Whether your goal is to give a stirring speech, stand up and preach, passionately beseech, or quietly teach, you need an exit strategy.
Whether your goal is to lavish with praise, turn a clever phrase, ask your boss for a raise, or merely sit and gaze, you need an exit strategy.
Whether your goal is to ride a bike, take a hike, build a dike, or play a game you like, you need an exit strategy.
Whether your goal is to walk in the rain, fly a plain, travel by train, or simply refrain, you need an exit strategy.
Sure, I could continue without angst or rancor whether your goal is to captain a tanker or to do lunch with a banker, sell ice cream in Alaska or grow palm trees in Nebraska. You still need an exit strategy.
The need for an exit strategy is never quite as important as when talking or writing. Okay, it’s pretty important to have an exit strategy if you plan on jumping in the lake or grabbing a snake, slipping out for a break or just staying awake. Even so, if your plan is to give a speech or write an article, make a presentation or publish your novel, having an exit strategy is essential.
What is the big deal about this exit strategy thing?
At a broad level, most things are easier to get into than out of, easier to start than finish, quicker promised than delivered, and most importantly, much easier done than undone. The range of messes we can and sometimes do get ourselves into is sometimes astounding. Fortunately, most of us usually manage to avoid these pitfalls of life and living. We are normally thoughtful enough and cautious enough to keep ourselves between the lines.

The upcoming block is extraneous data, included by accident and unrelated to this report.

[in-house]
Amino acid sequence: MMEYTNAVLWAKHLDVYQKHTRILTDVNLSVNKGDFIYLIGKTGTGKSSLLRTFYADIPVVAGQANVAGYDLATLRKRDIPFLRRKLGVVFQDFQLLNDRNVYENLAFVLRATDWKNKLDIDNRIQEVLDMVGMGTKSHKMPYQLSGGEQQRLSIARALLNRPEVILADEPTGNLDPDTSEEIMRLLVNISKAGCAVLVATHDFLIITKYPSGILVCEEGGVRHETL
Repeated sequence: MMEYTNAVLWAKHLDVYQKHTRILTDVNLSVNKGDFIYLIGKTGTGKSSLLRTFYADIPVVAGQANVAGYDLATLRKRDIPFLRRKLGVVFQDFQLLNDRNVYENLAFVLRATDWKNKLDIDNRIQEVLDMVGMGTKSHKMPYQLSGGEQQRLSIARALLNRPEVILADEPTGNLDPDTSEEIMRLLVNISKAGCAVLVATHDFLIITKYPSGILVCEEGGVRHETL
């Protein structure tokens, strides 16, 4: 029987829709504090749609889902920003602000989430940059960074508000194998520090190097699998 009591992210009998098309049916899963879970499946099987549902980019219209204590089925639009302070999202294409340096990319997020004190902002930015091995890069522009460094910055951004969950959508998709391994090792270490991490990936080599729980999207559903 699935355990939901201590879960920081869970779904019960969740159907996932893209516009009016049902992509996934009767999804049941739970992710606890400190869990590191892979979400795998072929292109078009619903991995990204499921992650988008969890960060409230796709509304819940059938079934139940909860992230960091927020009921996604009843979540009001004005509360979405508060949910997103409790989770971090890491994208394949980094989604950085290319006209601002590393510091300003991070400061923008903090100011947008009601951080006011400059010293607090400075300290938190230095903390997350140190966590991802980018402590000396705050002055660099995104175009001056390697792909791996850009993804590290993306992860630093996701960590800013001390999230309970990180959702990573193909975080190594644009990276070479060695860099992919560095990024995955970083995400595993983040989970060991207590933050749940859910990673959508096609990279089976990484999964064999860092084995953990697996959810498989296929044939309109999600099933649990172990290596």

When talking and writing though, far too many of us venture forth without so much as a rudimentary exit strategy. The talk we give or point we make just hangs out there with no landing point or conclusion. We know that our exit strategy was inadequate or missing when we stop talking and those around us immediately resume talking about something else as if we hadn’t said anything at all. From their perspective, that’s what happened. We said nothing worth further consideration.
The same level of non–response can also be experienced when writing without an exit strategy. Whether your words are only for sport or the text of a report, as rough as a wart or ready for court, you are hoping for a response. It’s not precisely material what you hope the response will be but a response is nonetheless anticipated. When you have personally observed a more detectable response from people scanning the menu at McDonalds, you know that you have written without an exit strategy. You would have faired better ordering a Big Mac.
Here is a pro tip for assuring that you always have an exit strategy when speaking or writing. It matters not whether your audience is standing room only or but two or three, whether you write for the ages or are just texting me, know how you will finish before you start, know where you are headed before you depart.
Whether my goal is to give a stirring speech, stand up and preach, passionately beseech, or quietly teach, I take care to have an exit strategy. I now pass the tip along to you. Please make it your first step to assure that you always get the last word.